1984 Section Three, Part I Analysis (pp. 225-239)
This section deals mainly with Winston in the Ministry of Love before he undergoes torture. The various characters he encounters serve different purposes to the story. He first encounters Ampleforth, who Winston knew would be captured someday. Ampleforth serves to further the motif of Winston's premonitions/dreams coming true. The poet underscores the intolerance of the Party toward those who manifest the human spirit through art. Parsons, however, surprises Winston when he arrives. Parsons's capture illustrates how dangerous the children in the world of the novel are: they are so brainwashed they will betray even their own parents. His capture also shows how truly oppressed the populace is. Parsons seems to enjoy himself before he's captured and whole-heartedly supports the Party, but he reveals his hidden despair when he repeatedly cries out in his sleep, "Down with Big Brother" (233), which is the same phrase Winston wrote in his journal.
Parsons, along with other prisoners, are taken to Room 101. Orwell mentions Room 101 at the beginning of the section and continues to build suspense about it through the characters' responses before they are taken there. This suspense culminates (in this section anyway) with the starving man denouncing the very man who offered him food. The buildup of suspense is important because Winston will eventually be taken to Room 101, which is where he will finally betray Julia. The starving man's actions foreshadow Winston's actions in Room 101 (for they are essentially the same), just as the starving man's appearance foreshadows what will happen to Winston (he'll end up looking like the staving man.) Winston is already tormented by hunger when he first sees the starving prisoner.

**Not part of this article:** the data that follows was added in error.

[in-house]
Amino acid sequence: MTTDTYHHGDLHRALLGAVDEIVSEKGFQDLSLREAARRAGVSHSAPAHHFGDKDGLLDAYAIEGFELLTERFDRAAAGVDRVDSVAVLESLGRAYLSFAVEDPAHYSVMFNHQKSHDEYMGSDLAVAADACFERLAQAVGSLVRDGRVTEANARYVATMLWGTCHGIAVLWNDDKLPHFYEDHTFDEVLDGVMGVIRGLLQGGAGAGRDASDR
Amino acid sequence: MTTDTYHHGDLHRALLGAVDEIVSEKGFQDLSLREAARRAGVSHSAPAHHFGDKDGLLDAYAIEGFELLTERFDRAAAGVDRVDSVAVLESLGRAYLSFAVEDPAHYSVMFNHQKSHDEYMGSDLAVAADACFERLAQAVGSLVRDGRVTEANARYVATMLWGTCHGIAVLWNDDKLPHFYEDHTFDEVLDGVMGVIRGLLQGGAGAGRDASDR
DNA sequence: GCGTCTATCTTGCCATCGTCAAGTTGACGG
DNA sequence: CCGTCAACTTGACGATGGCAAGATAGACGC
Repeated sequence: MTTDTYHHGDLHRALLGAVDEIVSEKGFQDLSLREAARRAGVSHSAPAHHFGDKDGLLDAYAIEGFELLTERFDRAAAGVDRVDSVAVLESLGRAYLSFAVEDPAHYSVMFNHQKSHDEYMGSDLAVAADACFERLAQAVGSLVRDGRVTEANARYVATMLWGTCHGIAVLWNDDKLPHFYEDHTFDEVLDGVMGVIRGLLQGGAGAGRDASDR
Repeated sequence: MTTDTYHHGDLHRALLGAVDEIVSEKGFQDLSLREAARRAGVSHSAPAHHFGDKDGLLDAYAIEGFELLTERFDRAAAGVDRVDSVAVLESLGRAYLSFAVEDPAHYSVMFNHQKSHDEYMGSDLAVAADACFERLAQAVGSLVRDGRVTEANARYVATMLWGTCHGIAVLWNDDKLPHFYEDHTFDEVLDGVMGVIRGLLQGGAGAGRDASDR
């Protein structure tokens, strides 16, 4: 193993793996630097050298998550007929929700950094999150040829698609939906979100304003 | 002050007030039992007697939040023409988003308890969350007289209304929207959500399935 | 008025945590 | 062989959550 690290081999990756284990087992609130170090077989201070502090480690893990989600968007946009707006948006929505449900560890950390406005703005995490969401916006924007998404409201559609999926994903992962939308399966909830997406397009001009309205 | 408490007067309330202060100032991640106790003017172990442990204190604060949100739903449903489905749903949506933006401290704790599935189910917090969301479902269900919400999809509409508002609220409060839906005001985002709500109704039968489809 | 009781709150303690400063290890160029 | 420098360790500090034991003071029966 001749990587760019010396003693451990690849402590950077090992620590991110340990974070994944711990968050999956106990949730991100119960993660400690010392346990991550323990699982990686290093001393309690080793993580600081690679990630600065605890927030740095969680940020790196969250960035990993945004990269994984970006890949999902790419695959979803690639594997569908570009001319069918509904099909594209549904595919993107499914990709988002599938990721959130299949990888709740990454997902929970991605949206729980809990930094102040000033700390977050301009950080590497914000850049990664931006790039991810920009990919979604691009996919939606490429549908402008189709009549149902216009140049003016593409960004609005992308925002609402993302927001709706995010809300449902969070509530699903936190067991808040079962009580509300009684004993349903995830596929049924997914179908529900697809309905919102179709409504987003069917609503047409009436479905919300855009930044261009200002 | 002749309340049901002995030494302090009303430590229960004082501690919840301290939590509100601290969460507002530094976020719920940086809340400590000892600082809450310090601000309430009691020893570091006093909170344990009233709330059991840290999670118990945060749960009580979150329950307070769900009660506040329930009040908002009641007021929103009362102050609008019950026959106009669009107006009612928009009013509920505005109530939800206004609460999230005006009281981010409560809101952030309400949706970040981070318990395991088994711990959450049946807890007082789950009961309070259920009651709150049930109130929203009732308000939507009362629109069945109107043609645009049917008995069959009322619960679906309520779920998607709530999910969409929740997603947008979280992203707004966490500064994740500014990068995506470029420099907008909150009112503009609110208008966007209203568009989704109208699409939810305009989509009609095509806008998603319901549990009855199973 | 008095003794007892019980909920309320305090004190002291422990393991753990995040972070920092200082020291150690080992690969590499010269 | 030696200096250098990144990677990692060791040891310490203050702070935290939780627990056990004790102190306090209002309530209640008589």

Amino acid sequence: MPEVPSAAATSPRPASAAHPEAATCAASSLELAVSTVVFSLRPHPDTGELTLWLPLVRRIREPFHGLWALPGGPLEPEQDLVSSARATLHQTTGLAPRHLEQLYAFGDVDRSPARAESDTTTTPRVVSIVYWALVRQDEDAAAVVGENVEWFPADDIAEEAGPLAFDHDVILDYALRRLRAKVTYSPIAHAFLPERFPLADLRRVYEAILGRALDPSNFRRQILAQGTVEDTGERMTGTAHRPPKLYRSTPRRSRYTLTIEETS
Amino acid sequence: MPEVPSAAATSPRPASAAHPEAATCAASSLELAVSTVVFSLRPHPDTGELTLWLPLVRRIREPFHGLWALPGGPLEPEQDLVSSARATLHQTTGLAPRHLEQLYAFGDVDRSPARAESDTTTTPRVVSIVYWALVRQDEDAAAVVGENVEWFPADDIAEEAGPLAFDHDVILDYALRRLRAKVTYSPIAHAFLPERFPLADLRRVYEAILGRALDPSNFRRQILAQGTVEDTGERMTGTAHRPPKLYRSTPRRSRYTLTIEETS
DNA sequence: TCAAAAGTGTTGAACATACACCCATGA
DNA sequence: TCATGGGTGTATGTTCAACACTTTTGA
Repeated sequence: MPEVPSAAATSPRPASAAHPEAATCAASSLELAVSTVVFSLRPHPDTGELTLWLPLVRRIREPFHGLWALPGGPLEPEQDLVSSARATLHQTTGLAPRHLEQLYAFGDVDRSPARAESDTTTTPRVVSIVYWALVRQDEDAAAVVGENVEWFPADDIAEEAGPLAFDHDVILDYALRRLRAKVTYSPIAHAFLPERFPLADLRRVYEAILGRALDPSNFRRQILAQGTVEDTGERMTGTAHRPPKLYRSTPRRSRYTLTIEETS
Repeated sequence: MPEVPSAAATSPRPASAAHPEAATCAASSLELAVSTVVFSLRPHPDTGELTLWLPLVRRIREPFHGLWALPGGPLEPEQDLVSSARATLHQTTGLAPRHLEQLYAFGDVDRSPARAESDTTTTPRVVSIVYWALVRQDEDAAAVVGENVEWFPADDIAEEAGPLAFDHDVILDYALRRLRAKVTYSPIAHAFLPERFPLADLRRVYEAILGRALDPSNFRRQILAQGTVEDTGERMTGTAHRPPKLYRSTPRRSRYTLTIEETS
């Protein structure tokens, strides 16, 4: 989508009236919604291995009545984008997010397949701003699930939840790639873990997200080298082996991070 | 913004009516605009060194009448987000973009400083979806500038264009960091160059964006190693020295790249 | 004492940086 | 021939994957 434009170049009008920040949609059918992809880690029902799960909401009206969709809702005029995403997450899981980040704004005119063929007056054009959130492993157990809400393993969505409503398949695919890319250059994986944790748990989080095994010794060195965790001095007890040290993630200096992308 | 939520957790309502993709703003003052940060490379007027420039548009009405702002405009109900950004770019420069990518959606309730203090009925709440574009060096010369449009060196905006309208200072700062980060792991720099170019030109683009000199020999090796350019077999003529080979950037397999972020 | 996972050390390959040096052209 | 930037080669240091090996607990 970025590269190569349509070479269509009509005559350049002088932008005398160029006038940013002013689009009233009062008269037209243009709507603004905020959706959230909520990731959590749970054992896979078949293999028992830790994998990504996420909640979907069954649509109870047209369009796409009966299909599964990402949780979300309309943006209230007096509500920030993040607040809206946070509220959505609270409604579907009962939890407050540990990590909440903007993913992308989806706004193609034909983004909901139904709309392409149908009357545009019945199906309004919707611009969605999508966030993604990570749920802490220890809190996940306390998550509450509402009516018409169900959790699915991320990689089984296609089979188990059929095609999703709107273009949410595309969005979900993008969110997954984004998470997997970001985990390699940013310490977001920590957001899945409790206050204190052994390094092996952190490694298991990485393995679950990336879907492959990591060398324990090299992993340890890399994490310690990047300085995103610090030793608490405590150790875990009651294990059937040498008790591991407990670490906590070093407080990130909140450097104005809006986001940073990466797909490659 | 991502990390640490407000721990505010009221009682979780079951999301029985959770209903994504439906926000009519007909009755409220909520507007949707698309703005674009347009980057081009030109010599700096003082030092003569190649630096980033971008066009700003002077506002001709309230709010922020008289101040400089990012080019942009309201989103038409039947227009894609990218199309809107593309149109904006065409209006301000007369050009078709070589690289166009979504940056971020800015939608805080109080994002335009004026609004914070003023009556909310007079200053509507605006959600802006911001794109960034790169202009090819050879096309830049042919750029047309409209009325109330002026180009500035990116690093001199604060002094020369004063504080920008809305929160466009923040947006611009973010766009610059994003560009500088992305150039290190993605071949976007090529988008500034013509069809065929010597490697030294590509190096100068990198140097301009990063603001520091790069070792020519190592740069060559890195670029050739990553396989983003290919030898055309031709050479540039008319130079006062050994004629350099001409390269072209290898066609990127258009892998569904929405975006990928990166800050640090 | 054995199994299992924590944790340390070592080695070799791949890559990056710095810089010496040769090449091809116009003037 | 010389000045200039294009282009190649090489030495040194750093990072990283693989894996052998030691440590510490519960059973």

O'Brien reveals himself to Winston in this section. The dialogue he exchanges with Winston is interesting and may point to O'Brien having once been a revolutionary (see Section Two Analysis IX). O'Brien will torture Winston until Winston believes the Party can alter the facts of mathematics. This is a fairly important aspect, one tied into the betrayal of Julia. Orwell's story is tightly woven throughout, and a good example occurs on p. 228 when Winston is pondering how he will stand up to torture and if he will betray Julia: "He loved her and would not betray her; but that was only a fact, known as he knew the rules of arithmetic."